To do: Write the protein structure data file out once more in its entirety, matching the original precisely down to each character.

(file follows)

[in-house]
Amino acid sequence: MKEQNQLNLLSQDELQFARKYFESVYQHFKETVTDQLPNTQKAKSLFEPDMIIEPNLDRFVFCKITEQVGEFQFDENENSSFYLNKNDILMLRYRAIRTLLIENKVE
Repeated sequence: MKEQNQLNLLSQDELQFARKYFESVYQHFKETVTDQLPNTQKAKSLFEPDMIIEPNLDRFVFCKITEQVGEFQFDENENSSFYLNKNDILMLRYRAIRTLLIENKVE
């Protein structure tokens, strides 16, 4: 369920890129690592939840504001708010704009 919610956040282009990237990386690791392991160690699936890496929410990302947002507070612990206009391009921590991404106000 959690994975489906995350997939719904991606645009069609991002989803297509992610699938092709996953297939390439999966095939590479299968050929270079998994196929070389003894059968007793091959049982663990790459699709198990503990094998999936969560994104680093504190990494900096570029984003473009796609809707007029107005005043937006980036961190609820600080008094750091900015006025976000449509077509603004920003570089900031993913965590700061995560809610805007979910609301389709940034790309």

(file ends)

[in-house]
Amino acid sequence: MKEQNQLNLLSQDELQFARKYFESVYQHFKETVTDQLPNTQKAKSLFEPDMIIEPNLDRFVFCKITEQVGEFQFDENENSSFYLNKNDILMLRYRAIRTLLIENKVE
Repeated sequence: MKEQNQLNLLSQDELQFARKYFESVYQHFKETVTDQLPNTQKAKSLFEPDMIIEPNLDRFVFCKITEQVGEFQFDENENSSFYLNKNDILMLRYRAIRTLLIENKVE
């Protein structure tokens, strides 16, 4: 369920890129690592939840504001708010704009 919610956040282009990237990386690791392991160690699936890496929410990302947002507070612990206009391009921590991404106000 959690994975489906995350997939719904991606645009069609991002989803297509992610699938092709996953297939390439999966095939590479299968050929270079998994196929070389003894059968007793091959049982663990790459699709198990503990094998999936969560994104680093504190990494900096570029984003473009796609809707007029107005005043937006980036961190609820600080008094750091900015006025976000449509077509603004920003570089900031993913965590700061995560809610805007979910609301389709940034790309």